General Social Survey - Access to and Use of Information Communication Technology (GSS)

Detailed information for 2000 (Cycle 14)




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The two primary objectives of the General Social Survey (GSS) are: to gather data on social trends in order to monitor changes in the living conditions and well being of Canadians over time; and to provide information on specific social policy issues of current or emerging interest.

This survey collects detailed information on access to and use of technology in Canada.

Data release - March 26, 2001


The two primary objectives of the General Social Survey (GSS) are: to gather data on social trends in order to monitor changes in the living conditions and well being of Canadians over time; and to provide information on specific social policy issues of current or emerging interest.

This survey collects detailed information on access to and use of technology in Canada.

Statistical activity

This record is part of the General Social Survey (GSS) program. The GSS, originating in 1985, conducts telephone surveys. Each survey contains a core topic, focus or exploratory questions and a standard set of socio-demographic questions used for classification. More recent cycles have also included some qualitative questions, which explore opinions and perceptions.

Until 1998, the target sample of respondents was approximately 10,000 persons. This was increased in 1999 to 25,000. With a sample of respondents of 25,000, results are available at both the national and provincial levels and possibly for some special population groups such as disabled persons and seniors.

Reference period: Calendar year

Collection period: Each month from January to December


  • Individual and household internet use
  • Information and communications technology
  • Society and community

Data sources and methodology

Target population

The target population is non-institutionalized persons 15 years of age or older, living in the ten provinces.

The samples for most GSS cycles are selected using random digit dialing telephone methods and the interviews are conducted by telephone. Thus persons in households without telephones cannot be interviewed. However, persons living in such households represent less than 2% of the target population. Interviews are not conducted by cellular telephone so persons with only cellular telephone service are also excluded; again, this group makes up a very small proportion of the population, less than 3%.

Instrument design

The questionnaire was designed based on qualitative testing (focus groups), a pilot test and interviewer debriefing.


This is a sample survey with a cross-sectional design.

Data for Cycle 14 of the GSS were collected in 12 independent monthly samples from January to December 2000. The target sample sizes for each month were initially the same but were adjusted slightly during the year to try to achieve a final overall sample size of 25,090 respondents. These samples were all selected using the random digit dialing (RDD) technique known at Statistics Canada as the Elimination of Non-Working Banks (ENWB).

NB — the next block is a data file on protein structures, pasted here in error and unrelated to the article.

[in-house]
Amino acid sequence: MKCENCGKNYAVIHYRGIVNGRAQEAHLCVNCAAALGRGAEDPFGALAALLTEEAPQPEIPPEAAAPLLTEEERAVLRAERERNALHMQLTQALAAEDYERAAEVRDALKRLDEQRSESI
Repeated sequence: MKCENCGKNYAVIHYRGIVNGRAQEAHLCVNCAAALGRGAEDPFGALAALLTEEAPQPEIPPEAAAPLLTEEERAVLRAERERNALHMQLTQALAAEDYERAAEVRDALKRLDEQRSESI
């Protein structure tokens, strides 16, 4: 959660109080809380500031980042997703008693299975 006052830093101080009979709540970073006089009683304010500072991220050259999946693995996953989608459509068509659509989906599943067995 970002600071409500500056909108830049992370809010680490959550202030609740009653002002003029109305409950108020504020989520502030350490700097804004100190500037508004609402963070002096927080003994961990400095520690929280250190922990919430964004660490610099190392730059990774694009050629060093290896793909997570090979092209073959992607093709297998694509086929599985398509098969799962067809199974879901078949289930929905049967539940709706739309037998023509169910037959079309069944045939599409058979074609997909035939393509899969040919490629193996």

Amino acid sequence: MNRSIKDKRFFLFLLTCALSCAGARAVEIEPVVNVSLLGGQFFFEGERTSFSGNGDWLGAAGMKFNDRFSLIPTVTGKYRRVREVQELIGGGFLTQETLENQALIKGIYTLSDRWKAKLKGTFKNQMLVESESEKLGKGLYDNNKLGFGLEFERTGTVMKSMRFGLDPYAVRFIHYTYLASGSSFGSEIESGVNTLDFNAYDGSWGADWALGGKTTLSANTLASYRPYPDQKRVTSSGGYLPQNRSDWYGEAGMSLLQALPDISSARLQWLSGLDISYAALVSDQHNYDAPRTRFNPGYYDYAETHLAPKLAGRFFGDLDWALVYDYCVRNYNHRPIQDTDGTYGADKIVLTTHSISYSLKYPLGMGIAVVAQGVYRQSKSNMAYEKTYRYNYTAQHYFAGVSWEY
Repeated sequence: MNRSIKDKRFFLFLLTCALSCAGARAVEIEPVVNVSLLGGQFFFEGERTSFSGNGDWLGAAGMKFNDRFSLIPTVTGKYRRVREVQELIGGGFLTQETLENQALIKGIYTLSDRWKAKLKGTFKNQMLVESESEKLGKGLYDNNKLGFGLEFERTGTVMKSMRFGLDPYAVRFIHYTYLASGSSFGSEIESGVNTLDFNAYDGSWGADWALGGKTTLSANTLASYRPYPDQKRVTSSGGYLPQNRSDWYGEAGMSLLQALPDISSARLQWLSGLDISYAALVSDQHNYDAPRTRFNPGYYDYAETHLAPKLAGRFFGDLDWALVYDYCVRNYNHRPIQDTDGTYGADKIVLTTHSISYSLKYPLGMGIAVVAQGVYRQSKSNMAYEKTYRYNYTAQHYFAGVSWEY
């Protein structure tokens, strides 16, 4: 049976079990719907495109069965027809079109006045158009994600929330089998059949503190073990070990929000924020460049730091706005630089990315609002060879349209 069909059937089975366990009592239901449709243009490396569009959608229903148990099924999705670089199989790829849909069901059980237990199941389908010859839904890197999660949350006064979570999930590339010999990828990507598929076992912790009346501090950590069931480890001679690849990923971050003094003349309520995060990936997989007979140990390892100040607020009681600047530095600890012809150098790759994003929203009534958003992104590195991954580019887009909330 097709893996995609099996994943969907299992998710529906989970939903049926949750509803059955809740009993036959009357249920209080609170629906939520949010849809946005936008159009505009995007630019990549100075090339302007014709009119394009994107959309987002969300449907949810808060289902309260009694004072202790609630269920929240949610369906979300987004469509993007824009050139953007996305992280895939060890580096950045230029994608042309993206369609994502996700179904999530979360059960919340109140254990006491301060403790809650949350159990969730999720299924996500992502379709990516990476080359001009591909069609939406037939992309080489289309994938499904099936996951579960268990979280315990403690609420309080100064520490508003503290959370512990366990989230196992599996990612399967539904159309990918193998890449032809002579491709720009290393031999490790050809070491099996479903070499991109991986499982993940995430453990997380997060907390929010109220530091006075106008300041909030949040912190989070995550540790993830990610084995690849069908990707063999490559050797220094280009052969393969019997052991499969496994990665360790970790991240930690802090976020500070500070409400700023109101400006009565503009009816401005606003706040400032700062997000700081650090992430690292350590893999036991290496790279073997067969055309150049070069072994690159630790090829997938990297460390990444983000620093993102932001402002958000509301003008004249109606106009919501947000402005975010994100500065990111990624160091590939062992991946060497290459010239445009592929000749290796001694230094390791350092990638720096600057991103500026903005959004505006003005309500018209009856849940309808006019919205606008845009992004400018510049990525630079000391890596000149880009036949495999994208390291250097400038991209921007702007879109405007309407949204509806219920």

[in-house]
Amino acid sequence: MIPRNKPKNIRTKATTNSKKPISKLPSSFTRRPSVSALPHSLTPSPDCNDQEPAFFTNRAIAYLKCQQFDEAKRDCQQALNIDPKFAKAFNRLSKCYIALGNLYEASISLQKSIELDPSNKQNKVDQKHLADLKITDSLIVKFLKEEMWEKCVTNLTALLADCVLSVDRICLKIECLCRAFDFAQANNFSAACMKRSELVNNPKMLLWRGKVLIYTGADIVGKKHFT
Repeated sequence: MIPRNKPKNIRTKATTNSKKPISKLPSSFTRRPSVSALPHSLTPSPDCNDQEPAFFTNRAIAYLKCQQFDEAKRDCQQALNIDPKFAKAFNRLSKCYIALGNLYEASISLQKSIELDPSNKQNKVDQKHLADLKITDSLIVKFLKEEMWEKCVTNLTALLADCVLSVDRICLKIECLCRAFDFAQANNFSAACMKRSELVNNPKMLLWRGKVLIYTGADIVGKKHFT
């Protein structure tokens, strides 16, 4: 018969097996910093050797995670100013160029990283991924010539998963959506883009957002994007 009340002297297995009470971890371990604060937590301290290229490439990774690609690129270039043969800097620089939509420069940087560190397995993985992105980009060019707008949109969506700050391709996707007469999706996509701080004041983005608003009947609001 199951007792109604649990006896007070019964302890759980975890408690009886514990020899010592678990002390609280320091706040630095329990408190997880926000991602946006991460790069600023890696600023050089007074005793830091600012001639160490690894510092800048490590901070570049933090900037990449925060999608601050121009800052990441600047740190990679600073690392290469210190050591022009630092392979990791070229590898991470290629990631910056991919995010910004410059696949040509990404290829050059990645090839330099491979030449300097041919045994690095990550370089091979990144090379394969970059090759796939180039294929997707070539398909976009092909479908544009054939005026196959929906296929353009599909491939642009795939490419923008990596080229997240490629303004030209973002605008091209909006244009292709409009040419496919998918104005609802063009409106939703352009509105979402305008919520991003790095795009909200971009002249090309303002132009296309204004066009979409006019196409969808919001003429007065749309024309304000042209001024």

In order to carry out sampling, each of the ten provinces was divided into strata and separate samples were selected from each stratum. These strata were defined geographically.

The provincial boundaries were used as the first level of stratum boundary. Then, within each province, a separate stratum containing the Census Metropolitan Areas (CMAs), taken together, was created. Finally, separate strata were created for Toronto and Montreal. This resulted in 21 strata being defined: a single stratum for PEI (since it doesn't contain a CMA), two strata (CMA and non-CMA) each for Newfoundland, Nova Scotia, New Brunswick, Manitoba, Saskatchewan, Alberta, and British Columbia, and three strata (Toronto / Montreal, other CMAs, non-CMA) each for Quebec and Ontario. This is the same stratification used for many previous cycles of the GSS but is different from that used for Cycle 13, when there were 27 strata in all.

Data sources

Data collection for this reference period: January 2000 to December 2000 (12 independent monthly samples)

Responding to this survey is voluntary.

Data are collected directly from survey respondents.

Computer assisted telephone interviewing (CATI) was used to collect data for the GSS. Households were selected through Random Digit Dialling methods. When a private household was reached, interviewers enumerated all household members, collecting basic demographic information including age, sex and marital status. An algorithm was then used to randomly select one household member (age 15 and older) to participate in the survey. Respondents were interviewed in the official language of their choice. Interviews by proxy were not allowed. The overall response rate during collection for Cycle 14 was 80.8%.

All interviewing took place using centralized telephone facilities in four of Statistics Canada's regional offices, with calls being made from approximately 9:00 a.m. until 9:00 p.m., Monday to Saturday inclusive. The four regional offices were: Halifax, Montreal, Winnipeg and Vancouver. Statistics Canada staff trained interviewers in survey concepts and procedures as well as telephone interviewing techniques using CATI. The majority of interviewers had previous experience interviewing for the GSS.

View the Questionnaire(s) and reporting guide(s) .

Error detection

Error detection was done through edits programmed into the CATI system.

The CATI data capture program allowed a valid range of codes for each question and built-in edits, and automatically followed the flow of the questionnaire.